Voce mea ad Dominum

Random thoughts from an amateur theologist.

Tuesday, February 07, 2006

Tradition and traditions

He responded, "Well did Isaiah prophesy about you hypocrites as it is written, 'This people honors me with their lips, but their hearts are far from me; In vain do they worship me, teaching as doctrines human precepts.' You disregard God's commandment but cling to human tradition." -Mark 7:6-8

Jesus was rather harsh with the Pharisees. He would refer to them with titles like "hypocrites" or "blind guides" or "unseen graves", and he lamented their strict adherence to traditions because those traditions often imposed a heavy burden on people. This got me to thinking about my own faith.

For Catholics, traditions play a role in our everyday journey of faith. We abstain from meat on the Fridays of Lent, we have a celibate priesthood, we light candles and pray before icons, we bless ourselves when entering the Church with holy water, and we genuflect to the Blessed Sacrament prior to entering our pews. Does this mean that Jesus would frown on these traditions of ours as he did on those of the Pharisees?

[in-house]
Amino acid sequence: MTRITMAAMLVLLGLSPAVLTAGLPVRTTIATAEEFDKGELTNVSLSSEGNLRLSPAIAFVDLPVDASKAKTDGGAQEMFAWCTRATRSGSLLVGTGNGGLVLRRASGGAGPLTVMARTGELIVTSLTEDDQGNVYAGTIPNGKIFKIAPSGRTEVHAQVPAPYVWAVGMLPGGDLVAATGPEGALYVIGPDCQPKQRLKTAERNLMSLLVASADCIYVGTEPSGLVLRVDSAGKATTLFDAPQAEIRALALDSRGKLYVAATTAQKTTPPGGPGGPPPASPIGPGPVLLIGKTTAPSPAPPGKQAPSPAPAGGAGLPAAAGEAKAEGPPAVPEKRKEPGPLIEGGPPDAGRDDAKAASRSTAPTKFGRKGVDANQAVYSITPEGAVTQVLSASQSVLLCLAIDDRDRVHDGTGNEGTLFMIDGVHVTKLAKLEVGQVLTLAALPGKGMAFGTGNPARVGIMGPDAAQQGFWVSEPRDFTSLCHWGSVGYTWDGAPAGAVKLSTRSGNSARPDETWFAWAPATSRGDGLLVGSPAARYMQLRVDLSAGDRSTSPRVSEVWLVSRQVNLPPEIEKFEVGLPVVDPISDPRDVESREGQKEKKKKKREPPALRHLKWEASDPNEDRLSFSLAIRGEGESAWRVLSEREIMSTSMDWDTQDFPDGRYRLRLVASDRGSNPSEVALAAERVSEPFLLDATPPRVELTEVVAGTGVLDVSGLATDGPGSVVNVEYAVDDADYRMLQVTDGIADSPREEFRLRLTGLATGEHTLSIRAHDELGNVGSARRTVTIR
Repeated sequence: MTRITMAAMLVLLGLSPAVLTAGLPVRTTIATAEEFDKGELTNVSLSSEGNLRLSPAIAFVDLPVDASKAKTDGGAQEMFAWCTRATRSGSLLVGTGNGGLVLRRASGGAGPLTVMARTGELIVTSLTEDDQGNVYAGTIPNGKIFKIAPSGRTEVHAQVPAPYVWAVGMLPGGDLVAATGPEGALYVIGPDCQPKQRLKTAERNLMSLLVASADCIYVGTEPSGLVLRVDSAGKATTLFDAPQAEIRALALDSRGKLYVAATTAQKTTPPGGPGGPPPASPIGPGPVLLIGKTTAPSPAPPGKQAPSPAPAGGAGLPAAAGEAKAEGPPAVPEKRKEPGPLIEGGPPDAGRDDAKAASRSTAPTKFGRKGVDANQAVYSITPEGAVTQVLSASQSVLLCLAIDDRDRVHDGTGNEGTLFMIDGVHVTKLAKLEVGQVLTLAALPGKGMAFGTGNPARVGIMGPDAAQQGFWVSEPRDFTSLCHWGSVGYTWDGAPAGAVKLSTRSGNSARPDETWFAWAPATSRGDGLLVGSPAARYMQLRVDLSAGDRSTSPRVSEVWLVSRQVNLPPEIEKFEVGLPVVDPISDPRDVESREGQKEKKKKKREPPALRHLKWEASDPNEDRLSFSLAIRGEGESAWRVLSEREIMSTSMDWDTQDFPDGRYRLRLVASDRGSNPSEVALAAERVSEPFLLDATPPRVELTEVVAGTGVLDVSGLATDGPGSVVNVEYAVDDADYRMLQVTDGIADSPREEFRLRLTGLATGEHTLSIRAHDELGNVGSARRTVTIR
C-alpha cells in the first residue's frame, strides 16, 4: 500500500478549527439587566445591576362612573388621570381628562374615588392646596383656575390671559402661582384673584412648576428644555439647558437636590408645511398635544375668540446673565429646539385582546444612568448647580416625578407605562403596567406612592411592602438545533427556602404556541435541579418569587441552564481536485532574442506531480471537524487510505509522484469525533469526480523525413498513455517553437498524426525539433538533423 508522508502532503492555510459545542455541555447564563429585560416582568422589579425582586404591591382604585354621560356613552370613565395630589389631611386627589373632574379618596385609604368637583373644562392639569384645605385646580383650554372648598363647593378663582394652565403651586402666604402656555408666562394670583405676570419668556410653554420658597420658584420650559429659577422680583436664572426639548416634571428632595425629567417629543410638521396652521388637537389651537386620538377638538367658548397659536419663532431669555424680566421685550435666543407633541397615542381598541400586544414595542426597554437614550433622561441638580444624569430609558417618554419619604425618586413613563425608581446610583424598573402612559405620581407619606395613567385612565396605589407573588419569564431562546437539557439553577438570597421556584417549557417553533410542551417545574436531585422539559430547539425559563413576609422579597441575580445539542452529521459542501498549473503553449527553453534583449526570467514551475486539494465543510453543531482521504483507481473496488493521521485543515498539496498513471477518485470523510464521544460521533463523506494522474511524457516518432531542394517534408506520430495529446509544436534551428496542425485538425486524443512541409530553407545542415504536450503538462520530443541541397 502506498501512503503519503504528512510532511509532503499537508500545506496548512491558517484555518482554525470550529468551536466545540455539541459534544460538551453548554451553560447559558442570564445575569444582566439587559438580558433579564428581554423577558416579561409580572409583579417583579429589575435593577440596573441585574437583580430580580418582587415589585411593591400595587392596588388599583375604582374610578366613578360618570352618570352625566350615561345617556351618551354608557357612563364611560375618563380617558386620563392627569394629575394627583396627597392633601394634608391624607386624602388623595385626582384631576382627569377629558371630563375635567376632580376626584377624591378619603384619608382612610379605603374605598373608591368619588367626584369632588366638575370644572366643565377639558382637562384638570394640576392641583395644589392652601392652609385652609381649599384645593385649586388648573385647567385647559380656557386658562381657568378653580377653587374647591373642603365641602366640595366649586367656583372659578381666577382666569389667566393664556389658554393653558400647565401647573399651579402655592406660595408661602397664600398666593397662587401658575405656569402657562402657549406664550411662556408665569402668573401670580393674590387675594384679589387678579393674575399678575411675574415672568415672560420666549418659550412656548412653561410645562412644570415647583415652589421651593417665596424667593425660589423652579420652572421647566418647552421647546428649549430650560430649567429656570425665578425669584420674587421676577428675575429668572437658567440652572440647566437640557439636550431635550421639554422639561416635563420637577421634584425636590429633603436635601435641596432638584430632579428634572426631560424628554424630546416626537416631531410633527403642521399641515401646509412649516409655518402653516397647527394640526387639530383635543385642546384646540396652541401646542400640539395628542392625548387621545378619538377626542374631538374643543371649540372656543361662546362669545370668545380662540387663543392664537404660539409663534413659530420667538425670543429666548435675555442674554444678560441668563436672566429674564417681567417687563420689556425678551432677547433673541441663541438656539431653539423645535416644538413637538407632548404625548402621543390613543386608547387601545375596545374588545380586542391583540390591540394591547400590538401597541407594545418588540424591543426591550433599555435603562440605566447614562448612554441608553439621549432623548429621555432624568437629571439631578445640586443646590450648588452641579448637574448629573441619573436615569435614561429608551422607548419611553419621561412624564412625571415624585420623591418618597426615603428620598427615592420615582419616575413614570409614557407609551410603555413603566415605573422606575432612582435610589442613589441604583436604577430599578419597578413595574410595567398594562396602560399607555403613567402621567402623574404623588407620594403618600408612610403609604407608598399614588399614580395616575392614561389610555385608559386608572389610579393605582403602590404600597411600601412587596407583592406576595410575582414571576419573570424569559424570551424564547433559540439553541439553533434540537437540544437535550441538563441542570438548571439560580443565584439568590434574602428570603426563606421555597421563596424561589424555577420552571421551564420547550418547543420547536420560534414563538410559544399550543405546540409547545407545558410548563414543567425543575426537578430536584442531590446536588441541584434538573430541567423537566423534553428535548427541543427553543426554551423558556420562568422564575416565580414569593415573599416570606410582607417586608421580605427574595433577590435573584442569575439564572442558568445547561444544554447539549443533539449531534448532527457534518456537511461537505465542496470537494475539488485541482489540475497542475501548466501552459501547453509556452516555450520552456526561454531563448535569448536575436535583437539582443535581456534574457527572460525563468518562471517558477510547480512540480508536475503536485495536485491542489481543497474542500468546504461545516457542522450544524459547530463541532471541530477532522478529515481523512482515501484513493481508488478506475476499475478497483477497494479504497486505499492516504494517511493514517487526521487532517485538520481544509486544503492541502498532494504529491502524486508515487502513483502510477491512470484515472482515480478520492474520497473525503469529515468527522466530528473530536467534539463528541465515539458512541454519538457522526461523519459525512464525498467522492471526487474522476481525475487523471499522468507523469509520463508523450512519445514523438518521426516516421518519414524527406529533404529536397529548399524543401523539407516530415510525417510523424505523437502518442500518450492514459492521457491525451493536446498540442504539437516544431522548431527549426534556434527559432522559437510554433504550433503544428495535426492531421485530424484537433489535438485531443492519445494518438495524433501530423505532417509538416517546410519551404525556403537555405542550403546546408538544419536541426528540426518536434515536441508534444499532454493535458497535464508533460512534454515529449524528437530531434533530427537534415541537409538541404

I don't think so, and here is why. The traditions which I have just outlined are not imposed upon us as doctrines. They are disciplines which aid our growth in holiness. They are ways that we show piety toward God and thus give him glory. This is the big difference between our tradition and the Pharasaical traditions. When the Pharisees observed a tradition, they did not do it to give glory to God. They did it for personal gain even if it meant burdening others.

These traditions are not to be confused with Sacred Tradition which is something quite different. Sacred Tradition is that which was given to the Apostles by Jesus and is a deposit of the faith. The Scriptures are part of Sacred Tradition in that the correct way to read them is in light of the teaching of the Apostles. Sacred Tradition is not human tradition, rather it is divine revelation, and since it is revealed by God, it must be believed by all. For example, that God is triune yet one is Sacred Tradition.

So long as our traditions aid in our understanding of God and growth in holiness, they are appropriate. However, when these traditions become more important than the Lord himself, they will cease to be effective ways of growing in holiness. At this point, we will become "hypocrites", "fools", and "blind guides."


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